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Showing posts from September, 2010


 In our last lesson, we got introduced visual aids, why we should use them and different types.  Let's proceed General Design Principles for Visual-aid presentations Visual aids can distract your audience if you do not design them properly. Keep these in mind when creating your visual aid.  1.      Use simple or no background in presentation materials 2.      Use colors that provide adequate contrast and are readable 3.      Use readable font size that allows easy reading of text from the last row of the room 4.      Use different font sizes for titles and section headings 5.      Limit each point to no more than two, or at most three, lines of text 6.      Ensure animations or transitions don't distract 7.       Ensure chart scales don't mislead (Use appropriate  bars) 8.      Show video clips at easily viewable size 9.      Do not use offensive or stereotypical visuals 10. Play audio at easily heard levels; test them in advance 11. Proofread and spell-check   Design Pri


If you've come thus far in the course.  I honor you.  It tells me that you are disciplined enough to come midway and that you will finish the course.  CLAP  CLAP  CLAP  CLAP   How To Structure Your Speech The content of your speech is the main thing in public speaking. Any intelligent audience can spot chaff in your presentation. Here is how to brilliantly structure your speech. A basic speech outline includes  The Opening/Head/Introduction The Body The Conclusion   The opening/Head/Introduction Write this part after you've written your enter speech. This is because the introduction should contain bullets or summary of what the entire speech is about. Make sure it is very captivating. If your opening is slurry or boring, you will lose your audience's attention no matter how fine you look.  Nail this opening as though it is the only thing you will talk about in the entire presentation. I talk about how to  do this in the module which covers p


  EFFECTIVE SPEAKING Speaking effectively is defined as speaking in such a way that your message is clearly heard and, if possible, acted upon.  2 Effective speaking involves Words , Voice and Body Language . A poor use of any of these 3 elements reduces the quality of your speech. Words     It is important that you use words which both you and your audience understand. If you cannot explain a word correctly or break a term down into simpler meaning, don’t use it. Technically, this means you have to use words that are familiar to you and your audience. The only exception is if you are speaking to an audience whose language is foreign; then you will need a skilled interpreter. Voice:     Voice is to speech what an inviting dish is to a meal. The sound of your voice gives your audience an impression about you. They can tell if you are afraid, shy,bold or courageous. It is important that you pay attention to how your voice sounds in public and how it sounds in private. This wi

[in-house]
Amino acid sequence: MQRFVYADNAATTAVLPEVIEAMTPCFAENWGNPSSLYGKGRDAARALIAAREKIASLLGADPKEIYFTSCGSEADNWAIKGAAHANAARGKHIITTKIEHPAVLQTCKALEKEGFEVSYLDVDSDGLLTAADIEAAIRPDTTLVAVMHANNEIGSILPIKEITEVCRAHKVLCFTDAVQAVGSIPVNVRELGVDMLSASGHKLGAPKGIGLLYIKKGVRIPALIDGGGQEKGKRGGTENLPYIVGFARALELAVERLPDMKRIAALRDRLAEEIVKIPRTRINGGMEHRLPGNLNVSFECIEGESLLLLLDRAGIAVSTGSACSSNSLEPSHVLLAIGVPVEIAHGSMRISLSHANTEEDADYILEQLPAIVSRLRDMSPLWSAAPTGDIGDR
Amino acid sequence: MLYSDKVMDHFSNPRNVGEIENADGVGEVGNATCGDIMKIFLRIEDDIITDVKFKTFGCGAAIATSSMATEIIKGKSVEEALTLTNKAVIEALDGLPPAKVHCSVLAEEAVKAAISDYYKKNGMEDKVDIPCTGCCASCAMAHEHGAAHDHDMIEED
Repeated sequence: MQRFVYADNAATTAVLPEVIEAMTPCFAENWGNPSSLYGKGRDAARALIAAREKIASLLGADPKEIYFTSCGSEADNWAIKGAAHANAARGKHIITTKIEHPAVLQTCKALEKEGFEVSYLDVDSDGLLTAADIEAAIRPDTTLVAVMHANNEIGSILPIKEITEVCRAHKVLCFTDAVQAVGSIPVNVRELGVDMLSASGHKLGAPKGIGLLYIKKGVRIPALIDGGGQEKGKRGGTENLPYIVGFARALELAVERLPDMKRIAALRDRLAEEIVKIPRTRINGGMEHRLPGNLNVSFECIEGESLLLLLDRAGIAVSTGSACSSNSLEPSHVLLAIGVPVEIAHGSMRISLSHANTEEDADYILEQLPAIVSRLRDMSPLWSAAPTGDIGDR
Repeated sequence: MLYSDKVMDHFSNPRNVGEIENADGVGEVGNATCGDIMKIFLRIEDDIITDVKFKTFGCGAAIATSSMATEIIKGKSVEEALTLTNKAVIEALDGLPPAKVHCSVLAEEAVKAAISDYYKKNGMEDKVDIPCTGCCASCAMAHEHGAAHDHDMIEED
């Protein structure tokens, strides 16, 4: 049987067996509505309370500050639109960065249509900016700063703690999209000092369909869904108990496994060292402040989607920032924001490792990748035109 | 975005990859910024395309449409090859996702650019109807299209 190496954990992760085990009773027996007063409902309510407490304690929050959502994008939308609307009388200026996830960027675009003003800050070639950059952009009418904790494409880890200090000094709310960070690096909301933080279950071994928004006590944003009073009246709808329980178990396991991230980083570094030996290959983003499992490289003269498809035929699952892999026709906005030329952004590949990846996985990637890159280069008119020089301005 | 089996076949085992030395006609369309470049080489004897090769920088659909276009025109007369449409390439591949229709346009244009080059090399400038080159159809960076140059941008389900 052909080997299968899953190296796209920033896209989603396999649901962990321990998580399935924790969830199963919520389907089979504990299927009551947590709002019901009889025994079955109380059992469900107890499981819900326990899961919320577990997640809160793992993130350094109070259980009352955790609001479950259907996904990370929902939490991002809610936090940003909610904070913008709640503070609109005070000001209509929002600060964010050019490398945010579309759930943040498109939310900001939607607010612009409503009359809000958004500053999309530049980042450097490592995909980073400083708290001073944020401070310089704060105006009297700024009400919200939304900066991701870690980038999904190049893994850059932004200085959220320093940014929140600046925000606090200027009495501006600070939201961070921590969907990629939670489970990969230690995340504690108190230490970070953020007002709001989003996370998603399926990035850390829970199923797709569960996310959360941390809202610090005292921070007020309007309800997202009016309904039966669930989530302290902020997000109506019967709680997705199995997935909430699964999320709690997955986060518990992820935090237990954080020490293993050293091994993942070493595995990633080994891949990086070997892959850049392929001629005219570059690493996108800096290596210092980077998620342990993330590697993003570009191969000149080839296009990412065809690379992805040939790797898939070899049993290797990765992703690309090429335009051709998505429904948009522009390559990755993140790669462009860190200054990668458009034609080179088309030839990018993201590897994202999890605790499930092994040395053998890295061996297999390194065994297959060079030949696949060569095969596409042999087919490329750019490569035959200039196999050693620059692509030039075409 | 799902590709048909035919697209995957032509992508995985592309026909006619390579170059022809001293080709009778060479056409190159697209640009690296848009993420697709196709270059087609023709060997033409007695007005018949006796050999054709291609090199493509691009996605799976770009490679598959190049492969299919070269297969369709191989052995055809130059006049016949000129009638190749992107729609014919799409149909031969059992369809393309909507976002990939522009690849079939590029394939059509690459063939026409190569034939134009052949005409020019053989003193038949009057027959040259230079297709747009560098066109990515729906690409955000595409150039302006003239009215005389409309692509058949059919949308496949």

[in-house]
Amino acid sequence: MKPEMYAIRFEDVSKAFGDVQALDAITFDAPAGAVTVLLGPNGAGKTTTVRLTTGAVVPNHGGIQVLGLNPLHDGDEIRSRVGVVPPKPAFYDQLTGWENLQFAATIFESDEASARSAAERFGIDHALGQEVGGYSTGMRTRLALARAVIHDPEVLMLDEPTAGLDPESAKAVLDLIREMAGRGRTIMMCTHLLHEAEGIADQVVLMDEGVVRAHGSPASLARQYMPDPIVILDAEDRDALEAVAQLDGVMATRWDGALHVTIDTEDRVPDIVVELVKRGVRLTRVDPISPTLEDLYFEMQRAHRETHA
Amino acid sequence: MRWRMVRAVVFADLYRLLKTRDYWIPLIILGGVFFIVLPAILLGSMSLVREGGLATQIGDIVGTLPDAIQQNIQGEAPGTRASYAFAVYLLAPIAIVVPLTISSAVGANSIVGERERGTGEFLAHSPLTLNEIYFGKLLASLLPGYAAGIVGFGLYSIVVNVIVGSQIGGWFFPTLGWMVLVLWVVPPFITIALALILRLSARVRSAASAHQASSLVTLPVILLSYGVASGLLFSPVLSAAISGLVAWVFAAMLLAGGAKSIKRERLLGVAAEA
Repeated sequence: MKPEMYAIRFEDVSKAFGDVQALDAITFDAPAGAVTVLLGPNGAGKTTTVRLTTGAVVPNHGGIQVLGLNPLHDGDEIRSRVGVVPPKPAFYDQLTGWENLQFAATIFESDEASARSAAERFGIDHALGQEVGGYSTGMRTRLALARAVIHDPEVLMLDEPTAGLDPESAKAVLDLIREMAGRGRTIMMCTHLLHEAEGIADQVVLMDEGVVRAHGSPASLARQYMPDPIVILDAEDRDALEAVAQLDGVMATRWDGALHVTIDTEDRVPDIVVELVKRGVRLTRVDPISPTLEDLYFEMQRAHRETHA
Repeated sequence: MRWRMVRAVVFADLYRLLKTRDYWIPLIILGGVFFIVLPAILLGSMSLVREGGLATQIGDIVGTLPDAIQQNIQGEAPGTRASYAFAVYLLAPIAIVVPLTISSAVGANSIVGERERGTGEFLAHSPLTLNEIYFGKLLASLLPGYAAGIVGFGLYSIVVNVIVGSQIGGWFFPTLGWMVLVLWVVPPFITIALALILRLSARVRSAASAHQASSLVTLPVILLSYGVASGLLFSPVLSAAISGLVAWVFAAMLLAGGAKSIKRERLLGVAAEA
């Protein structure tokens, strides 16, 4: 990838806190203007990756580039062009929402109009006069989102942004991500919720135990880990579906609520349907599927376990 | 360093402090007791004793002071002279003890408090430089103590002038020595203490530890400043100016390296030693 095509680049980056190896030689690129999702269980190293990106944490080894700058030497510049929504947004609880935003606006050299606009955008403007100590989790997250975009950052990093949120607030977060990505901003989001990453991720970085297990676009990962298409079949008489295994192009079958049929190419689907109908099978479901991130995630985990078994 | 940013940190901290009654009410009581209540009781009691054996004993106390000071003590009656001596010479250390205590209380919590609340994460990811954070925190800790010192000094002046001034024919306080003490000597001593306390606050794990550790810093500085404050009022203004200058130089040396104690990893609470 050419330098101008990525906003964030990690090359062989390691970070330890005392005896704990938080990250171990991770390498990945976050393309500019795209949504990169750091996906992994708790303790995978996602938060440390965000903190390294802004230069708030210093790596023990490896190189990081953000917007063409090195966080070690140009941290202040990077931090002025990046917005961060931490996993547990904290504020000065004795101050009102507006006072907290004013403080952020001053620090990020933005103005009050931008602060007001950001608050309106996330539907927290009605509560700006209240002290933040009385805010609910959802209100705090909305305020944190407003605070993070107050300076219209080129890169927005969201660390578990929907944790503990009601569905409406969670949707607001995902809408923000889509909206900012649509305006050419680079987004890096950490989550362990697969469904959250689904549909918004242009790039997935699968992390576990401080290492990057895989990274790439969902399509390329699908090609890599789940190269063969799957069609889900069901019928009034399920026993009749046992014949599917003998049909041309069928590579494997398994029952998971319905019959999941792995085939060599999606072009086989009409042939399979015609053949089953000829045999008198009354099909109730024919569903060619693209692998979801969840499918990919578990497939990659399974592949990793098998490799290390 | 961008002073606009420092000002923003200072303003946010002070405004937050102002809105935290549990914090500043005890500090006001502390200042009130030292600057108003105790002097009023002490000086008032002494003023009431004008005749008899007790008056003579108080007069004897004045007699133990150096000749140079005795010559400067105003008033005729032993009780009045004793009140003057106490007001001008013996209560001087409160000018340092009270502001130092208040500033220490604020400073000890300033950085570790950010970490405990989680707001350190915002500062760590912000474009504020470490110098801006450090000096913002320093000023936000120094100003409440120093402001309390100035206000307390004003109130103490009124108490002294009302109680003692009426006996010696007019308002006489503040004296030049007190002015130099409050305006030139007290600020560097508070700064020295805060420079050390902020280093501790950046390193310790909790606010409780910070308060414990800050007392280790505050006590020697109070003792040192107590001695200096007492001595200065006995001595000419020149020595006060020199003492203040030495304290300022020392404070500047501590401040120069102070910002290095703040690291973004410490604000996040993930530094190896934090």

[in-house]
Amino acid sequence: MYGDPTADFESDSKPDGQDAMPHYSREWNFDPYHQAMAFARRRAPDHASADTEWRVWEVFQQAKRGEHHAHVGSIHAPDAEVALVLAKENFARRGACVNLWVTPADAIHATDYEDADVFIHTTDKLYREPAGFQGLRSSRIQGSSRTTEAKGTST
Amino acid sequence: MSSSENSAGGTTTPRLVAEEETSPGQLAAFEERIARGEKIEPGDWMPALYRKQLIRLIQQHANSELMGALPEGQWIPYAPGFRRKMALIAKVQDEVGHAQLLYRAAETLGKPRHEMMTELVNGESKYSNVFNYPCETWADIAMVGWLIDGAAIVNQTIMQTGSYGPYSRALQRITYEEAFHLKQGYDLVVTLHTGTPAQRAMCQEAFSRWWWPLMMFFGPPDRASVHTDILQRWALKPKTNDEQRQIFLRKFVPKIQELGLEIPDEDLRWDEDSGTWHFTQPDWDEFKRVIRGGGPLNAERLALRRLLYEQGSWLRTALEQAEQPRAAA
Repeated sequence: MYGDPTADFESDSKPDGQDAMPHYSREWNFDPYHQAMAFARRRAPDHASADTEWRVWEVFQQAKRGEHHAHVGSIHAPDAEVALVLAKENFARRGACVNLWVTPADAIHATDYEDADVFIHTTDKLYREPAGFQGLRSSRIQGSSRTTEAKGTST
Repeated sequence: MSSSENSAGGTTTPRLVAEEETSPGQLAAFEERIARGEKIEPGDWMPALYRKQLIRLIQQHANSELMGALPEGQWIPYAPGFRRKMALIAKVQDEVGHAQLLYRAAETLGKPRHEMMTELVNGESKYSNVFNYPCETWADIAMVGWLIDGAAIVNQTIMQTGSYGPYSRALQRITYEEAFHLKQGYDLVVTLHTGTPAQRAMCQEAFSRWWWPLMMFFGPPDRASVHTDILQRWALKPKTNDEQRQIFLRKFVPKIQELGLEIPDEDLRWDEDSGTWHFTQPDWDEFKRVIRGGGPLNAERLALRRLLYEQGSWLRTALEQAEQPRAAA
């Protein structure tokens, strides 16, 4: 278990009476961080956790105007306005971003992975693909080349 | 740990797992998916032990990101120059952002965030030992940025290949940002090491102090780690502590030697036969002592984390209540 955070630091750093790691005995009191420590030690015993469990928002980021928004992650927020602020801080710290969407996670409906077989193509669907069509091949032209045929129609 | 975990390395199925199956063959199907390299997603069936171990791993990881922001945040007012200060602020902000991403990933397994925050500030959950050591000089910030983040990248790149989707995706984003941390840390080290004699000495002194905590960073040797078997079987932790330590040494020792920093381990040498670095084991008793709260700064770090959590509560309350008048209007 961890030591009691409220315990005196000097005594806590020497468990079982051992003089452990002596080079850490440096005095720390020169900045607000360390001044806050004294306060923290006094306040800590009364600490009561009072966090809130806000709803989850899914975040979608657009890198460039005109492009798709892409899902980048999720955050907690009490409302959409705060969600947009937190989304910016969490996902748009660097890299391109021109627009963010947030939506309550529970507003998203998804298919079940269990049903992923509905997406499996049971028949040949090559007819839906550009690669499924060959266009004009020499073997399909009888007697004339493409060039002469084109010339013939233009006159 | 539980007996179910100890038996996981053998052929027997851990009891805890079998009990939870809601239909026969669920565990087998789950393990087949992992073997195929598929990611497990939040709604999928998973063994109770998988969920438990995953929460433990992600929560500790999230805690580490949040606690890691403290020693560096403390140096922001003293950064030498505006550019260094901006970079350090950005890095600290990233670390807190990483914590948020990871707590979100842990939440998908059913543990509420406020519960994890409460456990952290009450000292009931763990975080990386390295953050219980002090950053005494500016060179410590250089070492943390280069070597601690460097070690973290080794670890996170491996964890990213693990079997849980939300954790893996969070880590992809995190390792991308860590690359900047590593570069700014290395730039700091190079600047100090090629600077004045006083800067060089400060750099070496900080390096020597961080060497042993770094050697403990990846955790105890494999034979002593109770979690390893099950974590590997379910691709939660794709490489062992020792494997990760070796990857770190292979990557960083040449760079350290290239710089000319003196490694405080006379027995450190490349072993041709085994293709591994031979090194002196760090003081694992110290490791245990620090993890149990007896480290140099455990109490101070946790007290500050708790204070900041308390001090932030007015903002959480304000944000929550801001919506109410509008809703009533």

What is a Visual Aid? A visual aid is an item of illustrative matter, such as a film, slide, or model, designed to supplement written or spoken information so that it can be understood more easily (Oxford Dictionary). While an audible voice engages the audience, a visual display holds their attention long enough for them to fully receive your message.  Why you should incorporate visual aids into your presentations 1.  It saves time.  An image or a video will explain a point faster than a thousand words.  2.  It enhances audience attention : Most people are audio-visual learners. They concentrate more when they see and hear at the same time. using visual aids reduces the chances of having their minds wander off while you speak. 3.  It fosters quick understanding:  Our brains -process images faster than text. Avoid using all text on your presentation slides. Use mostly images. 4.   It aids retention : People may easily forget what they heard, but will remember what they see.